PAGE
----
How Trump's immigration rhetoric is playing out in Texas

The Current's Anna Maria Tremonti went to Texas to find out how President Donald Trump's rhetoric around the southern border is affecting or strengthening voter loyalty.

Moved by the plight of his partner, Terry Stevener voting for first time

A woman goes to vote early at a polling station in McAllen, Texas, on Oct. 22, 2018. (Carlos Barria/REUTERS)
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The southern border of Texas has been a political line in the sand for years.

But as voters go to the polls in the U.S. midterms Tuesday, it's drawing a line through some old allegiances.

When thousands of children were split from their families and held in government-run facilities under a Trump administration policy, Texan voters felt the eyes of the world.

Now President Donald Trump's continued push for tighter border controls and recent decision to send troops to the border to stop a migrant caravan have been called a political gambit aimed at midterm voters.

The Current's Anna Maria Tremonti went to the Lone Star state, traditionally seen as a Republican bastion, to find out how Trump's rhetoric around the southern border is affecting or strengthening voter loyalty.

'I saw the babies in cages'

Tess Clarke, who runs a non-profit that helps refugees, says she has struggled to reconcile her Christian beliefs with Donald Trump's presidency. (Geoff Turner/CBC)

For the first time ever, lifelong Republican Tess Clarke will vote for a Democrat.

She says her allegiance shifted when Trump won the Republican party nomination.

"When he got the nomination, I said: 'This man stands for nothing I stand for, as just a follower of Jesus.'"

Clarke, who runs Seek the Peace — a Dallas-based non-profit organization that helps immigrants and refugees — says the U.S. government's separation of migrant families deepened her disillusionment.

She says she visited a detention centre in McAllen, Texas, known as "Ursula," and "saw the babies in cages and I saw the women with their children behind fencing."

"It was one of the most dehumanizing things I've ever seen."

Reporter talks with CBC's Natasha Fatah about situation of children living separated from their families 5:20

Clarke says she intends to vote for Democrat Beto O'Rourke, who is trying to oust Republican Ted Cruz as senator.

"I do believe that life does start at conception, and I also believe the Syrian refugee life is equally valuable — so I've been looking for politicians who are looking at life holistically."

'I've never voted one time in my life'

Terry Stevener's partner Estela Fajardo has been in custody for two and a half years. (Geoff Turner/CBC)

Moved by the plight of his partner, Terry Stevener says he will cast a ballot for the first time Tuesday.

"I've never been a Republican, I've never been a Democrat, and I've never voted one time in my life," he told Tremonti.

That has changed: the experience of being separated from the mother of his son has convinced Stevener to vote Democrat.

Stevener says his partner — once a successful business and community leader in Waco, Texas — is now languishing in jail.

Estela Fajardo, who arrived in the U.S. as an undocumented migrant in her teens, was arrested on felony charges of organized crime and conspiracy to commit burglary in January 2016.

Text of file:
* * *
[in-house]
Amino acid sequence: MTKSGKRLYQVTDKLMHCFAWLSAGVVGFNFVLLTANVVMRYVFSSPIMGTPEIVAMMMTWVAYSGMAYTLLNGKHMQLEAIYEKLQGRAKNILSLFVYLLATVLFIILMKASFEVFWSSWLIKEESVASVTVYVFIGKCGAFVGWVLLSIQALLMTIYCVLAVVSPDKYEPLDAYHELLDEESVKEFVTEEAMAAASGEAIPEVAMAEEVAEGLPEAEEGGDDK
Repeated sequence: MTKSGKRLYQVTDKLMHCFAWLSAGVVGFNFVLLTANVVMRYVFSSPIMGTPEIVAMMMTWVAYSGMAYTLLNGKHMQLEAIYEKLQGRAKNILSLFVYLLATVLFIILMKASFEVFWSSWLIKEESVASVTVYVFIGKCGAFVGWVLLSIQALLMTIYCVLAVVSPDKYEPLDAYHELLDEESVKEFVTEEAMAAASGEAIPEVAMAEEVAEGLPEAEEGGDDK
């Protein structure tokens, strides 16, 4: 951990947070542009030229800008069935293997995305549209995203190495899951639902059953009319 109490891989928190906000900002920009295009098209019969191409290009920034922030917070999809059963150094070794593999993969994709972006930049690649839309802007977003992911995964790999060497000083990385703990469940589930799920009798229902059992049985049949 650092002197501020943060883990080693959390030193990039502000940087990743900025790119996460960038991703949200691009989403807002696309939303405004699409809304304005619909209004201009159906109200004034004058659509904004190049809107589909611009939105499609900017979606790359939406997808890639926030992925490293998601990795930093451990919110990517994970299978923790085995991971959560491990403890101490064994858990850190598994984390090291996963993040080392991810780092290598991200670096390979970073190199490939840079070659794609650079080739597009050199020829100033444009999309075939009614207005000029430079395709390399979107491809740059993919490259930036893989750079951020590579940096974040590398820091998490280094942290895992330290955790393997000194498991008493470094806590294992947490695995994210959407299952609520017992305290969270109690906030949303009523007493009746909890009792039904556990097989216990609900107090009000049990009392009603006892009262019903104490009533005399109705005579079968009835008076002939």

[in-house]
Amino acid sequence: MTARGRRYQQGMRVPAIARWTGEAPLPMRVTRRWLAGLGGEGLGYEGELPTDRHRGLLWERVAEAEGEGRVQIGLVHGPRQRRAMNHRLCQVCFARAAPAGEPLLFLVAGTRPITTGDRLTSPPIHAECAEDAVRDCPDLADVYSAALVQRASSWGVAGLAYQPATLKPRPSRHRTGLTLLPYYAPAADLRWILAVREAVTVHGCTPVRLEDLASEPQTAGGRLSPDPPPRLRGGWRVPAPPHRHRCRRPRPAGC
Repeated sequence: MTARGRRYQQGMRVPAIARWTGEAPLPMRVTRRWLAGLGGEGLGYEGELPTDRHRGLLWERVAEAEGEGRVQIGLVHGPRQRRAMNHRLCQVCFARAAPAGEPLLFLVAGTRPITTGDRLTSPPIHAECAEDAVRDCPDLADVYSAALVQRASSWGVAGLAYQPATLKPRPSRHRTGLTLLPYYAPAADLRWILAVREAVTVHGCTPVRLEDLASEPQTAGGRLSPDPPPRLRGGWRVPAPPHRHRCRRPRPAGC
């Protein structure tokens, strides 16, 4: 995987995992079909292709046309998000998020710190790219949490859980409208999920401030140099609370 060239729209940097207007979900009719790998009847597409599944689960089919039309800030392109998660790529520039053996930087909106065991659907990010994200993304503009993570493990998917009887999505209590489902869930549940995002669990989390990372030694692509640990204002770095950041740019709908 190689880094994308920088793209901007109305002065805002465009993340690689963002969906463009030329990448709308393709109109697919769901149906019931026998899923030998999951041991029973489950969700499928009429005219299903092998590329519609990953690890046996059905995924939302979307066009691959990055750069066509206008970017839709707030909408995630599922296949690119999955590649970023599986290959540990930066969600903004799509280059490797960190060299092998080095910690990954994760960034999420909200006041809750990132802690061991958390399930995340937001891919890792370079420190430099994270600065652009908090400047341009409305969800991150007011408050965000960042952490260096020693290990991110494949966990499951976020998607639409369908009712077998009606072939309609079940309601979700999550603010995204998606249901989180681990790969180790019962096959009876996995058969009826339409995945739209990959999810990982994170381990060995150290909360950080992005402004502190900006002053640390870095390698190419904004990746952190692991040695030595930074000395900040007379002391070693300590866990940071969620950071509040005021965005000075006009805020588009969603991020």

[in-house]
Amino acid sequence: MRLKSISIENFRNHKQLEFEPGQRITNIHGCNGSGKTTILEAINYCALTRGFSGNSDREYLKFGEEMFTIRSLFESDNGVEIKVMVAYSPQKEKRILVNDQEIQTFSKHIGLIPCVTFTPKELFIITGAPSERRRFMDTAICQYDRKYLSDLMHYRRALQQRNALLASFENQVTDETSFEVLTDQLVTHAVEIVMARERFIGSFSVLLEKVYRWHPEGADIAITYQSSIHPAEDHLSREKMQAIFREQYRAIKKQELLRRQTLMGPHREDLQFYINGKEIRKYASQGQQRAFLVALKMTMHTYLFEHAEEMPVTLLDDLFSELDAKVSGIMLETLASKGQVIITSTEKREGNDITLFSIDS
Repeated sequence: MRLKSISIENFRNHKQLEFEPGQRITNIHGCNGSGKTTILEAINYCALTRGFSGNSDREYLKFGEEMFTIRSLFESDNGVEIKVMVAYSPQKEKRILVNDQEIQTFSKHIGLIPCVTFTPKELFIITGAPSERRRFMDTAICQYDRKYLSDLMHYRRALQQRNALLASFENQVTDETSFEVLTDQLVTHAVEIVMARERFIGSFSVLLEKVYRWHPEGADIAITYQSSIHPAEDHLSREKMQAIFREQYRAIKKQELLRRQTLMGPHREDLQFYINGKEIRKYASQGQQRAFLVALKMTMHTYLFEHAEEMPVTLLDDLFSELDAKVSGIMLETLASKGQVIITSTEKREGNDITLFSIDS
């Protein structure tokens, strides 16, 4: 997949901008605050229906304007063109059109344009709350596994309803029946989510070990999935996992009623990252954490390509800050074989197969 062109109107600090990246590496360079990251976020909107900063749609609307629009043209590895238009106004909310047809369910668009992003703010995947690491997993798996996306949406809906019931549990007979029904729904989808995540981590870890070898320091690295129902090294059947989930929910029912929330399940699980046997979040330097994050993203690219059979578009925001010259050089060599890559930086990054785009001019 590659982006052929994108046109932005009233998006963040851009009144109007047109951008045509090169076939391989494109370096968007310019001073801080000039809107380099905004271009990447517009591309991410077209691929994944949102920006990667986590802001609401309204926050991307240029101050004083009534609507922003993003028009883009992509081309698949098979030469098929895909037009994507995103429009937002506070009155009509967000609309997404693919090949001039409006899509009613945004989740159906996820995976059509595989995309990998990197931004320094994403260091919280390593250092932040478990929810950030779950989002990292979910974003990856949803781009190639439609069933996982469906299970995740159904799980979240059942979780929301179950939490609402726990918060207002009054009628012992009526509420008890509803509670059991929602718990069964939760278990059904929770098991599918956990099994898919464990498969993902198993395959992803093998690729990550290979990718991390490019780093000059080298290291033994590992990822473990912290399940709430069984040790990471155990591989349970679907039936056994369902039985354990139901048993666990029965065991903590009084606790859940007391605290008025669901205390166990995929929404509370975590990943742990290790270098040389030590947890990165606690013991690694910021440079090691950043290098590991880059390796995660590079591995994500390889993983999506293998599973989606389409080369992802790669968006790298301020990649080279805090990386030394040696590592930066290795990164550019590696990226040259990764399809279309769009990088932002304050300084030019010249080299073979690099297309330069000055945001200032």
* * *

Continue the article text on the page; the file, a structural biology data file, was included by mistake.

Her lawyers say that she inadvertently bought stolen goods, but her case is complicated because she never updated her immigration status.

Hope Mustakim, an advocate with Waco Immigrants Alliance, alleged Fajardo's ex-husband "never allowed her to adjust her status" during their 20-year marriage.

That means she can't post bail because U.S. Immigration and Customs Enforcement (ICE) would arrest and deport her on release.

Fajardo has been in custody for two and a half years, unable to see her four children.

Dylan, the son she had with Stevener, was one when she was arrested. 

"He gets to see her once a week, and it's not in person," Stevener said. "The visitation centre is one place — jail is another place. So all you're on is a 12-inch monitor, with a television screen, and a telephone."

"There's no physical contact at all. To Dylan, his mom is a TV character."

Migration 'not the main issue for Hispanic Republicans'

Ivan Andarza, who sits on board of the Hispanic Republicans of Texas, said 'it's what you get done that gets you elected.' (Geoff Turner/CBC)

From his purview on the board of the Hispanic Republicans of Texas, Ivan Andarza says the economy trumps immigration as a key election issue for Hispanic voters in Texas.

"A lot of first-generation Americans are business owners ...  they're very much entrepreneurs," he told Tremonti.

They just can't vote, so it doesn't really affect the vote that much- Ivan  Andarza

"[Immigration] is an issue, but it's not the main issue for Hispanic Republicans in general, or Hispanics in general," said Andarza, who was born in the U.S.

According to the Pew Research Center's 2018 National Survey of Latinos, 19 per cent of registered Hispanic voters surveyed consider the economy the most important problem in America whereas 16 per cent said it was immigration.

Andarza says attention may be focused on undocumented migrants, but "they just can't vote, so it doesn't really affect the vote that much."

In the end, "it's what you get done that gets you elected," he said.

"[People] vote on economy. They vote if things are good," he said. "If your economy is bad, you can be the greatest president in the world, people are going to vote against you."

Listen to the full documentary near the top of this page.


Written by Padraig Moran. The Current's documentary As Goes Texas was produced by Geoff Turner.

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